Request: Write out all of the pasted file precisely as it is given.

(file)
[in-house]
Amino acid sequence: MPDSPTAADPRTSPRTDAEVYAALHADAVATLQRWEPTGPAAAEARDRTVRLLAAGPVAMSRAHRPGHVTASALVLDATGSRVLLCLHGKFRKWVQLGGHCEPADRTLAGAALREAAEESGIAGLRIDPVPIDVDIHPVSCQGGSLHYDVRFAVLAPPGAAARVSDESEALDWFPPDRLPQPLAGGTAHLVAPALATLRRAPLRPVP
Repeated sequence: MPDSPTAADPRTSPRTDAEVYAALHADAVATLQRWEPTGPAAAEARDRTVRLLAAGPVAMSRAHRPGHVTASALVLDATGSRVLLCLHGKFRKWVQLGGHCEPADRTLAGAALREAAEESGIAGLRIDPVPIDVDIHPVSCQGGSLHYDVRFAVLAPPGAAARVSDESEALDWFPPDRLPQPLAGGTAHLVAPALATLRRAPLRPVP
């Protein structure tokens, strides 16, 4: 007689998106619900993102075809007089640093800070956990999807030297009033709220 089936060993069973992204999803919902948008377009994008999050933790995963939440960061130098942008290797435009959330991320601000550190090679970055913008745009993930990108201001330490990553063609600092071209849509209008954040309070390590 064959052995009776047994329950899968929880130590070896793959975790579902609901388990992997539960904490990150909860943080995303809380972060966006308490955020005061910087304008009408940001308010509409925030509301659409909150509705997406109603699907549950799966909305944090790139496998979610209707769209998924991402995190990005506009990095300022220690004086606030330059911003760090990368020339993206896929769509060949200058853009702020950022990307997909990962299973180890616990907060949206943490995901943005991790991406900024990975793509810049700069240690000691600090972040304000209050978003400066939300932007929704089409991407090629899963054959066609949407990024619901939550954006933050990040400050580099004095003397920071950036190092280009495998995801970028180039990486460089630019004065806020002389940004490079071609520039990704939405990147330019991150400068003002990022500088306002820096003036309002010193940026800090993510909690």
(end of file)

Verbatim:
[in-house]
Amino acid sequence: MPDSPTAADPRTSPRTDAEVYAALHADAVATLQRWEPTGPAAAEARDRTVRLLAAGPVAMSRAHRPGHVTASALVLDATGSRVLLCLHGKFRKWVQLGGHCEPADRTLAGAALREAAEESGIAGLRIDPVPIDVDIHPVSCQGGSLHYDVRFAVLAPPGAAARVSDESEALDWFPPDRLPQPLAGGTAHLVAPALATLRRAPLRPVP
Repeated sequence: MPDSPTAADPRTSPRTDAEVYAALHADAVATLQRWEPTGPAAAEARDRTVRLLAAGPVAMSRAHRPGHVTASALVLDATGSRVLLCLHGKFRKWVQLGGHCEPADRTLAGAALREAAEESGIAGLRIDPVPIDVDIHPVSCQGGSLHYDVRFAVLAPPGAAARVSDESEALDWFPPDRLPQPLAGGTAHLVAPALATLRRAPLRPVP
């Protein structure tokens, strides 16, 4: 007689998106619900993102075809007089640093800070956990999807030297009033709220 089936060993069973992204999803919902948008377009994008999050933790995963939440960061130098942008290797435009959330991320601000550190090679970055913008745009993930990108201001330490990553063609600092071209849509209008954040309070390590 064959052995009776047994329950899968929880130590070896793959975790579902609901388990992997539960904490990150909860943080995303809380972060966006308490955020005061910087304008009408940001308010509409925030509301659409909150509705997406109603699907549950799966909305944090790139496998979610209707769209998924991402995190990005506009990095300022220690004086606030330059911003760090990368020339993206896929769509060949200058853009702020950022990307997909990962299973180890616990907060949206943490995901943005991790991406900024990975793509810049700069240690000691600090972040304000209050978003400066939300932007929704089409991407090629899963054959066609949407990024619901939550954006933050990040400050580099004095003397920071950036190092280009495998995801970028180039990486460089630019004065806020002389940004490079071609520039990704939405990147330019991150400068003002990022500088306002820096003036309002010193940026800090993510909690």